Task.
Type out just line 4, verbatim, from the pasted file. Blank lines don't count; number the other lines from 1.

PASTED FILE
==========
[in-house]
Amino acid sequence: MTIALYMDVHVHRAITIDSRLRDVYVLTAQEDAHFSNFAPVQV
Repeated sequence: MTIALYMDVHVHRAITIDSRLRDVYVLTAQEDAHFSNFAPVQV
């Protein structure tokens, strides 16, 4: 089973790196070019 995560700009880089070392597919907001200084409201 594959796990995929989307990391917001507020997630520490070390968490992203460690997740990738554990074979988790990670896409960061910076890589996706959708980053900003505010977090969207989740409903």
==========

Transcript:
């Protein structure tokens, strides 16, 4: 089973790196070019 995560700009880089070392597919907001200084409201 594959796990995929989307990391917001507020997630520490070390968490992203460690997740990738554990074979988790990670896409960061910076890589996706959708980053900003505010977090969207989740409903």